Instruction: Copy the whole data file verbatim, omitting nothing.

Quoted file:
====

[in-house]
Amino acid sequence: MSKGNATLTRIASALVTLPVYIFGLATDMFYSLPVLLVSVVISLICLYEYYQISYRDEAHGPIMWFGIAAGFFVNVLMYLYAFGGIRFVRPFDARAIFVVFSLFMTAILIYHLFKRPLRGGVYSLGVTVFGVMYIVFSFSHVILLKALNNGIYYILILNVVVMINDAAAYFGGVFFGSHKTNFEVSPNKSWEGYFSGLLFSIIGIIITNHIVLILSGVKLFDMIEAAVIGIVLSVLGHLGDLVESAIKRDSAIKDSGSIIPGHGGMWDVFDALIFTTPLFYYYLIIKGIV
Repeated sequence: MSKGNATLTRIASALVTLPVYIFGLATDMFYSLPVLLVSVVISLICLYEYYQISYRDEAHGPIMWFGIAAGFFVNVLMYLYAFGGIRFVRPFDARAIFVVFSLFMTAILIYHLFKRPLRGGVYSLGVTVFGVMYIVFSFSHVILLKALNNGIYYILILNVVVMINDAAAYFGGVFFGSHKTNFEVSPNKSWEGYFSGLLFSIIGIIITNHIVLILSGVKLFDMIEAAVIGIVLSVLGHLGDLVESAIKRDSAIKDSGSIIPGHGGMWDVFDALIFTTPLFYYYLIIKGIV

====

[in-house]
Amino acid sequence: MSKGNATLTRIASALVTLPVYIFGLATDMFYSLPVLLVSVVISLICLYEYYQISYRDEAHGPIMWFGIAAGFFVNVLMYLYAFGGIRFVRPFDARAIFVVFSLFMTAILIYHLFKRPLRGGVYSLGVTVFGVMYIVFSFSHVILLKALNNGIYYILILNVVVMINDAAAYFGGVFFGSHKTNFEVSPNKSWEGYFSGLLFSIIGIIITNHIVLILSGVKLFDMIEAAVIGIVLSVLGHLGDLVESAIKRDSAIKDSGSIIPGHGGMWDVFDALIFTTPLFYYYLIIKGIV
Repeated sequence: MSKGNATLTRIASALVTLPVYIFGLATDMFYSLPVLLVSVVISLICLYEYYQISYRDEAHGPIMWFGIAAGFFVNVLMYLYAFGGIRFVRPFDARAIFVVFSLFMTAILIYHLFKRPLRGGVYSLGVTVFGVMYIVFSFSHVILLKALNNGIYYILILNVVVMINDAAAYFGGVFFGSHKTNFEVSPNKSWEGYFSGLLFSIIGIIITNHIVLILSGVKLFDMIEAAVIGIVLSVLGHLGDLVESAIKRDSAIKDSGSIIPGHGGMWDVFDALIFTTPLFYYYLIIKGIV